When Zuffa, LLC (the parent company of the Ultimate Fighting Championship) purchased World Extreme Cagefighting, early speculation was that the WEC would be used as a feeder organization to the American giant. Apparently, that isn’t the case.
The WEC will be running parallel to the UFC as a competitor, and according to fighter Kit Cope, the WEC might even take the coveted television slot on HBO.
Cope was questioned as to where the WEC will be broadcast, with speculation suggesting HBO as their new home. “…it looks like HBO,” responded Cope, although he did not confirm that with 100 percent certainty. Zuffa president Dana White recently stated in media interviews that the UFC would eventually be on HBO, while the WEC would be on “another cable network” (not HBO and not Spike TV).
The mixed martial arts landscape has changed drastically over the past few weeks. Zuffa purchased both the WEC and select assets of the WFA, merging some of the biggest players in the market. “The UFC bought the WFA and scooped up all of our contracts,” fighter Kit Cope said recently on MMAWeekly Radio. “Well, they kept some of them and discarded others. They kept mine. Now they’re actually putting me in the WEC.”
According to Cope, “Apparently, the plan is to throw some superstars in the WEC… build the WEC up a little bit and kind of have a parallel [organization] with the WEC, so you can someday have an undisputed champion holding both the belts [WEC & UFC]. That’s my take on it.”
So, much like boxing, the UFC and WEC would operate as separate entities, grooming their own fighters and crowning their own champions, but then eventually having their champions fight each other. UFC President Dana White has alluded to such an idea in recent comments with various news outlets, saying that there may someday be a sort of “Super Bowl” type of event between the UFC and the WEC.
Of course, unlike boxing, where the various title belts are sanctioned by differing entities, the WEC and the UFC will still reside under the confines of one parent company in Zuffa. Considering the current state of boxing, this may not be a negative concept.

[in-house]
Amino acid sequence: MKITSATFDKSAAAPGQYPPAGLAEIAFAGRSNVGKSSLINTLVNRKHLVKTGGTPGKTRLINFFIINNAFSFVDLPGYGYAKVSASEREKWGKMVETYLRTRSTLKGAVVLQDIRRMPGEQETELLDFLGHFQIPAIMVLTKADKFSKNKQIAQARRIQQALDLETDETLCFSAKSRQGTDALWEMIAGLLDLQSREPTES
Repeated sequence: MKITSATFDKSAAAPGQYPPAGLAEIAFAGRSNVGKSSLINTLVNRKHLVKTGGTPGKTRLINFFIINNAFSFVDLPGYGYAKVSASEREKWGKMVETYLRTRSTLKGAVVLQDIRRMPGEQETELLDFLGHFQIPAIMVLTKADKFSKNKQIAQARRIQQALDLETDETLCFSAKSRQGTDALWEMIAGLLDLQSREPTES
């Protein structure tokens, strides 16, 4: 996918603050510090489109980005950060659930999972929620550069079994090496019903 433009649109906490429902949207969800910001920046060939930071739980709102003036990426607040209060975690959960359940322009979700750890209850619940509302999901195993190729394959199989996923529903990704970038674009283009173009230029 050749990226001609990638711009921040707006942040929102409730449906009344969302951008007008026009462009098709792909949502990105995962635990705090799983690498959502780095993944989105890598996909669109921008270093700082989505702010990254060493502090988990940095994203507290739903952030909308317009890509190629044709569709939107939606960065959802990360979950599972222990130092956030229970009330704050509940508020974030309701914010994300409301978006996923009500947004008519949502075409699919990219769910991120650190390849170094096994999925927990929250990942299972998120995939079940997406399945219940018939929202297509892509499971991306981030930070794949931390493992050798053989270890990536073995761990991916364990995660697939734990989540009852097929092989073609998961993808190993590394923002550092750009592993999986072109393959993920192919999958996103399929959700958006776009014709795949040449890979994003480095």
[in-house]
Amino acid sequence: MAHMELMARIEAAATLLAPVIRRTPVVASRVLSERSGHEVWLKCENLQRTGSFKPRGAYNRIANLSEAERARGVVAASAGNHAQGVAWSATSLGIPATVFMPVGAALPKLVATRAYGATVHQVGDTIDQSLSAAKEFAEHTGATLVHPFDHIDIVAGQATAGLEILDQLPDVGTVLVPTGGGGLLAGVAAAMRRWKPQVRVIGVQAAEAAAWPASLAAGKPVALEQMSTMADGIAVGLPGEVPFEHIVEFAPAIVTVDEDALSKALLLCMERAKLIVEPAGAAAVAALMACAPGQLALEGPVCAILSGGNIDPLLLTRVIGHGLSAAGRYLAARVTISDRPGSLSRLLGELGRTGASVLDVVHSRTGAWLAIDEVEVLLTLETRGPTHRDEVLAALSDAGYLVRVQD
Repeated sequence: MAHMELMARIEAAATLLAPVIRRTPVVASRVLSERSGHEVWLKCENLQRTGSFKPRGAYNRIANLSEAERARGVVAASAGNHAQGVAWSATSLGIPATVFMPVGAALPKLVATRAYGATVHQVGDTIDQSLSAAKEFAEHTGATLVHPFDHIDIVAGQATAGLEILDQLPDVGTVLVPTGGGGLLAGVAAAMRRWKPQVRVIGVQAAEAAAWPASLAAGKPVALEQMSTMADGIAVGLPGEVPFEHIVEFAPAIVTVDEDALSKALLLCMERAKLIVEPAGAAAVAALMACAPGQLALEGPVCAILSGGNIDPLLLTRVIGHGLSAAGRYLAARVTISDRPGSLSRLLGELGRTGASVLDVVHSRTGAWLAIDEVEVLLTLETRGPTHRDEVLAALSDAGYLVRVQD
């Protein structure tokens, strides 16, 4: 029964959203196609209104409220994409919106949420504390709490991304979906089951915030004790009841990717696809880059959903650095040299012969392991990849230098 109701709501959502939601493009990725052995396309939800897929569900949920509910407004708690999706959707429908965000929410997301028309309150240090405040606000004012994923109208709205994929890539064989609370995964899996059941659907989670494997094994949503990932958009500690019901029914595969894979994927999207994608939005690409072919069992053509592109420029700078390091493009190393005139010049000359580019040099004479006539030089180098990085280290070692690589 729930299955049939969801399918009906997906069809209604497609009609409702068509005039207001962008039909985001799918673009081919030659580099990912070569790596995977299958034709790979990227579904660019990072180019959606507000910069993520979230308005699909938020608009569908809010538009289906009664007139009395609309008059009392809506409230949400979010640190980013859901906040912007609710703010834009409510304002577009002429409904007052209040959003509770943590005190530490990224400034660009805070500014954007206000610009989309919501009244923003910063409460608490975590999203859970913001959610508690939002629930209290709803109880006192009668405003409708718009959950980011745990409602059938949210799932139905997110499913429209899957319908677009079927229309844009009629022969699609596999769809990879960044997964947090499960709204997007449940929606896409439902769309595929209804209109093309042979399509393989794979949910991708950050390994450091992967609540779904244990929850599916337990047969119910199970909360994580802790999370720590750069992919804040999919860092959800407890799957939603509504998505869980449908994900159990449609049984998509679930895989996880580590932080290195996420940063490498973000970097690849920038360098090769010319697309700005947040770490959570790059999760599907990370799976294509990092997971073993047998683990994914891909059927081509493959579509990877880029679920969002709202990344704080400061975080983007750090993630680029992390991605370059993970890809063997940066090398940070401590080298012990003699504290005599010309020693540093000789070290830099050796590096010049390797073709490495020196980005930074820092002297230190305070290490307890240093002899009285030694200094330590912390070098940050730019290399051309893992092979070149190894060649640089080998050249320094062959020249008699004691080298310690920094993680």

Cope also said that the WEC would be taking their show to Las Vegas with the January 20th show (although it is not yet on the athletic commission’s list of upcoming events), where Cope will be going up against “Razor” Rob McCullough in a fight for the WEC Lightweight Championship.
The WEC’s web site still lists UFC fighter Hermes Franca as the WEC Lightweight Champion; Franca’s last fight was a successful title defense in the WEC on October 12th. Cope mentioned that it looks like all of the WEC title belts will be “reset,” with all of the current champions being stripped of their titles so that other fighters can compete for the vacant belts.
Cope did not know if there were plans for the WEC’s January 20th show to air on HBO, but it seems unlikely, if for no other reason because there is already a high- profile boxing event running on that same date in Las Vegas in conjunction with HBO.
It will be interesting to see how the co-existence of the UFC and the WEC plays out. Vince McMahon and WWE made a similar move in 2001 when they purchased rival professional wrestling organizations WCW and ECW, virtually eliminating the competition. The WWE tried to run “rival” promotions as separate entities while under the same ownership and it didn’t work, partially because fans knew they were all owned by WWE and partially because WWE botched the storylines in numerous ways.
After that, WWE did something very similar to what Zuffa is trying to do now with the UFC and WEC, as WWE had a “brand split” with the “Raw brand” and the “Smackdown brand,” each of which would have separate rosters. The idea was that with WWE having no actual competition, it could create an artificial sense of competition between the Raw and Smackdown rosters.
The concept failed in its goal of creating an artificial sense of competition, as even the casual viewers of WWE knew that Raw and Smackdown were both owned by WWE. Since the brand split, television viewership and domestic pay-per-view purchases have dropped off considerably without WWE having “true” competition on a major level.
That, however, is professional wrestling; this is mixed martial arts. The WEC and the UFC will still be playing out real fights and that is what interests the fans in the sport anyway, so it is possible that it could work out entirely differently for Zuffa than it has for the WWE. Plus, unlike in professional wrestling, there are still many other up-and-coming players in the MMA market to keep Zuffa focused.